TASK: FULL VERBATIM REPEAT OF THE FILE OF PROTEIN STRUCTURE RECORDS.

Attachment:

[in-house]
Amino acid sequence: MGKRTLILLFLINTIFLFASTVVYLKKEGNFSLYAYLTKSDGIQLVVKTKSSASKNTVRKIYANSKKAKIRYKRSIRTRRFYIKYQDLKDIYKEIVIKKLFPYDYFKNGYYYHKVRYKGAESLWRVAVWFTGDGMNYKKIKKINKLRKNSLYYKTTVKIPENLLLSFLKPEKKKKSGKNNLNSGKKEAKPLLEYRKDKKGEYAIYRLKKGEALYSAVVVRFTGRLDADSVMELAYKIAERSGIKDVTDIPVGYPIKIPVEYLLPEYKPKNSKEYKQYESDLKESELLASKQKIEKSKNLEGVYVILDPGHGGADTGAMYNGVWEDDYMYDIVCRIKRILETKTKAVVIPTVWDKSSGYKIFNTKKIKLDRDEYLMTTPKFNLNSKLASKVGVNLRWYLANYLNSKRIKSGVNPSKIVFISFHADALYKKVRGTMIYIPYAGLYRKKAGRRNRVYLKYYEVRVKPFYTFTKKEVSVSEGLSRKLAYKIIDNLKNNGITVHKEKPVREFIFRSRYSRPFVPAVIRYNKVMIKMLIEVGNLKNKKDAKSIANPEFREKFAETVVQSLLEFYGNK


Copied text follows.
[in-house]
Amino acid sequence: MGKRTLILLFLINTIFLFASTVVYLKKEGNFSLYAYLTKSDGIQLVVKTKSSASKNTVRKIYANSKKAKIRYKRSIRTRRFYIKYQDLKDIYKEIVIKKLFPYDYFKNGYYYHKVRYKGAESLWRVAVWFTGDGMNYKKIKKINKLRKNSLYYKTTVKIPENLLLSFLKPEKKKKSGKNNLNSGKKEAKPLLEYRKDKKGEYAIYRLKKGEALYSAVVVRFTGRLDADSVMELAYKIAERSGIKDVTDIPVGYPIKIPVEYLLPEYKPKNSKEYKQYESDLKESELLASKQKIEKSKNLEGVYVILDPGHGGADTGAMYNGVWEDDYMYDIVCRIKRILETKTKAVVIPTVWDKSSGYKIFNTKKIKLDRDEYLMTTPKFNLNSKLASKVGVNLRWYLANYLNSKRIKSGVNPSKIVFISFHADALYKKVRGTMIYIPYAGLYRKKAGRRNRVYLKYYEVRVKPFYTFTKKEVSVSEGLSRKLAYKIIDNLKNNGITVHKEKPVREFIFRSRYSRPFVPAVIRYNKVMIKMLIEVGNLKNKKDAKSIANPEFREKFAETVVQSLLEFYGNK